Review by Melanie Chapman •

When offered the opportunity to review Magnum’s new collection of Street Photography, I was giddy with anticipation. As a fan of spontaneous and un-posed imagery, I looked forward to revisiting classic examples of street photography from founding/early Magnum members such as Henri Cartier-Bresson and Elliot Erwitt, and then tracing their influence on more contemporary street photographers such as Martin Parr, Alex Webb, and Susan Meiselas. Additionally, I anticipated being introduced to the work of photographers less famous but equally daring and talented; all of which this dynamic new collection certainly delivers.

What I did not anticipate was how profoundly the recent spread and severity of the new coronavirus Covid-19 would alter the global landscape of public space, emptying large cities and relegating famous gathering places to instant ghost towns. Through the eyes of masters, the best street photography has always provided a sense of discovery, revealing irony and harmony amidst the chaos of crowded avenues, humor and humanity when random people are brought together, even if for a fleeting moment. Yet the concept of street photography, let alone the ability to practice such a craft, takes on entirely new significance in this era of “social distancing”, when sharing public space with strangers is suddenly feared rather than celebrated.

As stated in the book’s Introduction: “…the impulse to take candid, unrehearsed pictures in the public realm has been part of Magnum’s DNA since its foundation in 1947.” Many of the Magnum photographers have “…reveled in the street’s capacity for throwing up micro-dramas that, when seen with the right eye, can resolve themselves into captivating and mysterious photographs whose narrative potential would excite a Tolstoy or a Proust.” For those interested in Magnum’s inception story and an overview of the work that follows, the Introduction by Editor Stephen McLaren is worthwhile reading.

MAGNUM STREETWISE is organized such that you can seek out the work of individual photographers, such as Bruce Davidson, Harry Gruyaert, Inge Morath, and David Allen Harvey, or enjoy McLaren’s grouping of visual themes such as “In Transit”, “Days Off” and “Playing the Markets”. Cities such as New York, Paris, Tokyo, and London have long offered fertile material for street photographers, thus McLaren’s grouping of images under the heading “How they Shot” allows for fresh viewing of places we might have otherwise considered familiar when seen through different eras and different eyes.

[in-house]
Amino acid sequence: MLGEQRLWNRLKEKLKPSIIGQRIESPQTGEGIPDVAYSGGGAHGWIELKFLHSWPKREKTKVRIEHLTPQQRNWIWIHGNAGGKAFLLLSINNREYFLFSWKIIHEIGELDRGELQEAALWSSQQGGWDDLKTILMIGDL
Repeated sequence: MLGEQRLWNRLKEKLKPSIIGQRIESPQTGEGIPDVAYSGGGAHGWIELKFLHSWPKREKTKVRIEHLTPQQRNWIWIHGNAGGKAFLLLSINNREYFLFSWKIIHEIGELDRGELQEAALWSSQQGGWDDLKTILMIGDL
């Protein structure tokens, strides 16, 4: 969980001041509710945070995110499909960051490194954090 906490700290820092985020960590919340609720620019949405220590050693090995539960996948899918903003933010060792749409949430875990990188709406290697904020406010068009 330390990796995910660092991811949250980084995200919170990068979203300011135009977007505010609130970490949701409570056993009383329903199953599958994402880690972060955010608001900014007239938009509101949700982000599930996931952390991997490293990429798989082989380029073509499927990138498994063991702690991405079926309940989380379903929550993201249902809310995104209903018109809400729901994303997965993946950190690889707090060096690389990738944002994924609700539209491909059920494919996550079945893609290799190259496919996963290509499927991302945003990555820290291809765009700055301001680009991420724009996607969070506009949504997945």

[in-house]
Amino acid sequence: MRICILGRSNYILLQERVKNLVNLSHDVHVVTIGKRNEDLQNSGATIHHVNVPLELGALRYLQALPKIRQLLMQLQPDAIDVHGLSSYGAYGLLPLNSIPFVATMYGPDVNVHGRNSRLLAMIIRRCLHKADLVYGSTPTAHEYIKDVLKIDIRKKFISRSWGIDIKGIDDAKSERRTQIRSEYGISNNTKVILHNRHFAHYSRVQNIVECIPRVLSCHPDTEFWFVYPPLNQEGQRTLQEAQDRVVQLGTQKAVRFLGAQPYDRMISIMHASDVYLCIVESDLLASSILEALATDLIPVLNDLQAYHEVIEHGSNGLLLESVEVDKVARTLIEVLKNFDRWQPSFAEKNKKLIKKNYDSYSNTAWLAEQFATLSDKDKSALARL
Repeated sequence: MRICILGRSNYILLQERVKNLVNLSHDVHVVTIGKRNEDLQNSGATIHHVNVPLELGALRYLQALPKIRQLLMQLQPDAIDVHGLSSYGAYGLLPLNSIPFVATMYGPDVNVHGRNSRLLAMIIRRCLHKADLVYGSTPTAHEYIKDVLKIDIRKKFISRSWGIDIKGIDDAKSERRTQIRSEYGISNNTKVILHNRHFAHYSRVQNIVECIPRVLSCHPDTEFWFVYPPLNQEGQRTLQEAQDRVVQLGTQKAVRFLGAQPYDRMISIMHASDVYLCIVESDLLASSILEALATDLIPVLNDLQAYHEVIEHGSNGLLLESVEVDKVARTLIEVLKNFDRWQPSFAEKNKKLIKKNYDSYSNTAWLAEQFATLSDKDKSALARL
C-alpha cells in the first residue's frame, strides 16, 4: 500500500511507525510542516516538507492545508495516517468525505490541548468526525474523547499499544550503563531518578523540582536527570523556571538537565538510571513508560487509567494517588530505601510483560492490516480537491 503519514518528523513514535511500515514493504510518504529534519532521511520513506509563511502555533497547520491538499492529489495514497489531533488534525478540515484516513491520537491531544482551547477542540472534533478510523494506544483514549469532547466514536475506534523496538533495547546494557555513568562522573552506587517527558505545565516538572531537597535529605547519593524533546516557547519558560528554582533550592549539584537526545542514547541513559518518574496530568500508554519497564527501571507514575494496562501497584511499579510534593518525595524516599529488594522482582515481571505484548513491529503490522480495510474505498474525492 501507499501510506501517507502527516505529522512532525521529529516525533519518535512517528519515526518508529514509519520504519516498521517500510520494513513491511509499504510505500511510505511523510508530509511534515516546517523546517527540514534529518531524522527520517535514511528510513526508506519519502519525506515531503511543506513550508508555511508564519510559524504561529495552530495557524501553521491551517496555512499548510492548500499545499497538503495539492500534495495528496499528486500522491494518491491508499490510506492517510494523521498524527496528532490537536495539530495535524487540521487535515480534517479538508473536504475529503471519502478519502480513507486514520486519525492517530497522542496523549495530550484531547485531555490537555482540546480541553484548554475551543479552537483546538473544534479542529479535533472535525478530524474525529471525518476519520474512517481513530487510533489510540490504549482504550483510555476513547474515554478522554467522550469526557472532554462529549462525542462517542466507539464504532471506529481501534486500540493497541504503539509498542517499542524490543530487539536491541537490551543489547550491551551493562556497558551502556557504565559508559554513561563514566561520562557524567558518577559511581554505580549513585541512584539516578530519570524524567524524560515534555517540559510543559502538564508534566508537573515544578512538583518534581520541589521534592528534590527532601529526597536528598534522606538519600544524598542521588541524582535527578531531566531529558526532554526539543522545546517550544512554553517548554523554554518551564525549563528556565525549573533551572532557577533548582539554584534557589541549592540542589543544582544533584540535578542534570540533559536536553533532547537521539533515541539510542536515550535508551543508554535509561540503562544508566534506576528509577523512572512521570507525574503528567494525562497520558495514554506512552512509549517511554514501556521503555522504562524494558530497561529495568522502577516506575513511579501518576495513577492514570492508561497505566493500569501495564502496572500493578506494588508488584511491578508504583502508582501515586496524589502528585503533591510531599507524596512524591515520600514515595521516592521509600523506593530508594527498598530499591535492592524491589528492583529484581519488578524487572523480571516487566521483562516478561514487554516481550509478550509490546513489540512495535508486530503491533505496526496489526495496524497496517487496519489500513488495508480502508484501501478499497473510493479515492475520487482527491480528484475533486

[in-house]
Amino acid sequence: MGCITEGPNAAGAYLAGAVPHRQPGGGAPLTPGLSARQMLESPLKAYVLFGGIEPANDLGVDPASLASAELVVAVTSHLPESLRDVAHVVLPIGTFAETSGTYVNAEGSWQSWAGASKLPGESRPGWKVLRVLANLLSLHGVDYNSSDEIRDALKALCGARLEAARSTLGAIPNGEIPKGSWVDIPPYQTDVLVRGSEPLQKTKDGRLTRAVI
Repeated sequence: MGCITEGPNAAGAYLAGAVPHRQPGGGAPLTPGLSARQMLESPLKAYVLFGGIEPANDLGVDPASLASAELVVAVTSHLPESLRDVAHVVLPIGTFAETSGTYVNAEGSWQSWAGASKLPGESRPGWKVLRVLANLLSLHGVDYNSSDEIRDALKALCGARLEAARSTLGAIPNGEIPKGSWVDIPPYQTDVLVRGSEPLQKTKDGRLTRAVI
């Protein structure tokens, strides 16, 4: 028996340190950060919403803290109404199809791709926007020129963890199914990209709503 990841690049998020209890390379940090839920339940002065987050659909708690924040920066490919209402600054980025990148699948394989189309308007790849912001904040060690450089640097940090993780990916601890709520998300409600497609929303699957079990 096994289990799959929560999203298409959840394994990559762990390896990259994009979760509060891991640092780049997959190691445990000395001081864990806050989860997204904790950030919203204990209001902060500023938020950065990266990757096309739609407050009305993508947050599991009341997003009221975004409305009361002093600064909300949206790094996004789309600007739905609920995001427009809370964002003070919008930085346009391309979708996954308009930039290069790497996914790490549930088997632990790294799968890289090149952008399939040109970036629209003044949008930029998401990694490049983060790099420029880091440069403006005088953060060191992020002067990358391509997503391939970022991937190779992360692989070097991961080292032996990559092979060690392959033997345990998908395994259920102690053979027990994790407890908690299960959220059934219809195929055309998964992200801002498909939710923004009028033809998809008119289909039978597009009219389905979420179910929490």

These groupings also allow contemporary color work to be intermixed with black and white film images of the mid and late twentieth century. The book design features bold block lettering quotes from a variety of Magnum photographers interspersed throughout the 383 pages, and successfully keeps the viewer’s attention stimulated while expanding the conversation of what it is to be a street shooter.

Under normal circumstances, MAGNUM STREETWISE would be a “must-have” book for anyone who appreciates the chance elements of our modern world. But for now, and for who knows how long, as the world grapples with staggering rates of infection and death from a virus unheard of only a few months ago, MAGNUM STREETWISE will serve as a collection not only of well seen, well-presented photographs, but perhaps as a record of a period in our human history when being in public environments with people we did not know was still possible, and sometimes was impossibly great.

Another photobook from the recent MAGNUM series featured on PhotoBook Journal is: MAGNUM China


Photographs by Magnum Photos

Edited by Stephen McLaren

Published by Thames and Hudson, London copyright 2019

Book design by Sarah Boris

Hardcover, 385 pages, 300+ illustrations, Printed and bound in China by Toppan Leefung Printing Limited











2 thoughts on “MAGNUM STREETWISE

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  1. The coronavirus perspective lends your review quite poignant relevancy. It’s a great book and I’ve bought copies for friends…as you say, not to be missed, just when we start missing human company and the crazy, unpredictable world of the street.

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